The Message and Making Games
Porpentine on Creation Under Capitalism and the Twine Revolution:
When it comes to feeling something true, a handful of words can outweigh millions of dollars of investment in cutting-edge graphics.
Say I want to communicate that a jungle exists. I could create a jungle out of code, sound files, art assets, or I could describe it in a few well-chosen sentences. They aren’t the same, but one is cheaper. If we acknowledge that humans have an imagination, maybe we could make something of these, what do you call them, interactive fictions?
I consider myself a videogame enthusiast. So far, I’ve been approaching games from various angles, mostly as a player, of course, but also as a writer, podcaster and, at times, a scientist. Never before did I get my hands dirty on the actual playing field, though. “Why not make one myself?”, I thought. So I did.
My buddy Jeremy (who’s also a collaborator over at Superlevel) and I created The Message for Fuck This Jam, a 7-day jam about making games in a genre you hate. Jeremy worked on a vast majority of the text, my job was to come up with pretty pictures to go along with it. On the surface, it’s an interactive story involving accidental space contact and its consequences, but there’s more to it.
All set? Good. So it turns out that, even though The Message admittedly is a bit silly, people respond unexpectedly positive. Some hate it, some say it’s a little underwhelming, but a huge percentage of players turned to us and said they find it to be most rewarding, that it changed them for the better and even cheered them up when they had a shitty day.
Just a few days after the deadlines rushed past Fuck This Jam’s participants, The Message had already been featured on Rock Paper Shotgun, Freeindiegam.es and Anna Anthropy’s blog, mentions on Giant Bomb and indiegames.com followed shortly after. To think that people I’ve been looking up to for years genuinely enjoy what is both Jeremy’s and my very first game, that they get something of value out of a thing we hacked together in a few days, makes me incredibly proud.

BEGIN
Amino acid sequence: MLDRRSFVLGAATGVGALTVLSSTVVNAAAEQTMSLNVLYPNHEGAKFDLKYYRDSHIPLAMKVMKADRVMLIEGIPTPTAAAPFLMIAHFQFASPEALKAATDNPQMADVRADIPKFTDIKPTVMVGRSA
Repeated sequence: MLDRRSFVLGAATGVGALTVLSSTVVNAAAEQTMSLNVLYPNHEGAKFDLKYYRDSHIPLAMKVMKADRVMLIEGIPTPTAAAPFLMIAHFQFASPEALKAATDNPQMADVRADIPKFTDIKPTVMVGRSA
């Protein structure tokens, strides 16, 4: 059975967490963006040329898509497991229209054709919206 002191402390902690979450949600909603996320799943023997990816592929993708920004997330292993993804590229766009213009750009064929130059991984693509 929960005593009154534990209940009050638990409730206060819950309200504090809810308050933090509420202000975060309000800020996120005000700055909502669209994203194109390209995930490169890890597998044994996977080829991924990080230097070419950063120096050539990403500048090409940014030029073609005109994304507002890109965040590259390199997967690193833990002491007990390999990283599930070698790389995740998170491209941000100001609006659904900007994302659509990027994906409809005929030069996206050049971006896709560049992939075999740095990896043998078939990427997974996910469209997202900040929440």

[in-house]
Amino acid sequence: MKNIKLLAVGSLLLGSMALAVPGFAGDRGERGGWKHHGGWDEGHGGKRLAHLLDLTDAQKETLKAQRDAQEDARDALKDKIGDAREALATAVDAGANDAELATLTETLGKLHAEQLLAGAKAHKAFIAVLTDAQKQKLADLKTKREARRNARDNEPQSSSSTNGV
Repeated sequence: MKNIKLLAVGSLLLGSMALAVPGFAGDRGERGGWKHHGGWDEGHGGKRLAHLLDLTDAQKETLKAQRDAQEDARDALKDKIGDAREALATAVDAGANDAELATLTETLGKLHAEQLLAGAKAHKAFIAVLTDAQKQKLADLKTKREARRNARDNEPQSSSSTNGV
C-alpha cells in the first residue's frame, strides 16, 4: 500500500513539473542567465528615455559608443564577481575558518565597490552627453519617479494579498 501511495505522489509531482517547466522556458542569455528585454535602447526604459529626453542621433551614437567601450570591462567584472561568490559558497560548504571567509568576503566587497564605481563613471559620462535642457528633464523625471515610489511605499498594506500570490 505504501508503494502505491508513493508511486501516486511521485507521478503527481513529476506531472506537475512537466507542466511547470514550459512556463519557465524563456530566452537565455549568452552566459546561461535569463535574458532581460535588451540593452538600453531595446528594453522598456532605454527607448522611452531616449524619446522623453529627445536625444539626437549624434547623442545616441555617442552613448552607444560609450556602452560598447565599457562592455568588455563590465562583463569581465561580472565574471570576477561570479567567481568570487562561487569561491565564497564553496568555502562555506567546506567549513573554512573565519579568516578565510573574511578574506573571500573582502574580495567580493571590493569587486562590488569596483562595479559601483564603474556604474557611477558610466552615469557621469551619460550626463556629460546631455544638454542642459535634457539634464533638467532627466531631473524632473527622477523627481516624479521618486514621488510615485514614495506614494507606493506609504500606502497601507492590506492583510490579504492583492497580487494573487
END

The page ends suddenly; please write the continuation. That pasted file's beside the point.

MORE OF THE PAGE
People keep asking me whether or not I consider The Message or similar games “art”. Instead of delving into the good ol‘ discussion on videogames as art, let me just point towards Scott McCloud and Sophie Houlden, both of them say it better than I ever could.
What I do consider The Message, and I am absolute sure about this one, is a game that everbody else could have made just as well. All thanks to a tiny HTML-based interactive fiction tool called Twine and Anna Anthropy’s excellent guide on making text adventures. We were able to mash our ideas and quirks into the shape of a videogame, which allowed for everybody to experience and learn about what we had to say. To produce a game like The Message is shockingly easy. Actually, you reading these very words proves you could do it yourself.
Games are great. Not only do they entertain, they stem from unique experiences and lives, they convey meaning and allow entirely unfamiliar situations and stories to be relived. They don’t even have to be about space, a theme that I chose to hate with the universe being fucking difficult to draw, or warriors, dragons and laser guns. They can be about anything and anyone. Your shitty day job. Your childhood dreams. Your first love.
Games can have a variety of effects on people, among them quite a few good ones, which is something we should never stop exploring and experimenting on. Nobody needs them to be perfect as long as we embrace the chance of making them special. Let’s keep making games, these beautiful, weird, uncomfortable, sticky little things. I know I will.
To qutoe the wonderful Porpentine again:
And most of all, fuck the rules, fuck ideas about how people should create, these are just general suggestions to take or leave. Do what you want, put me in a garbage can, crush the lid down, break my skull!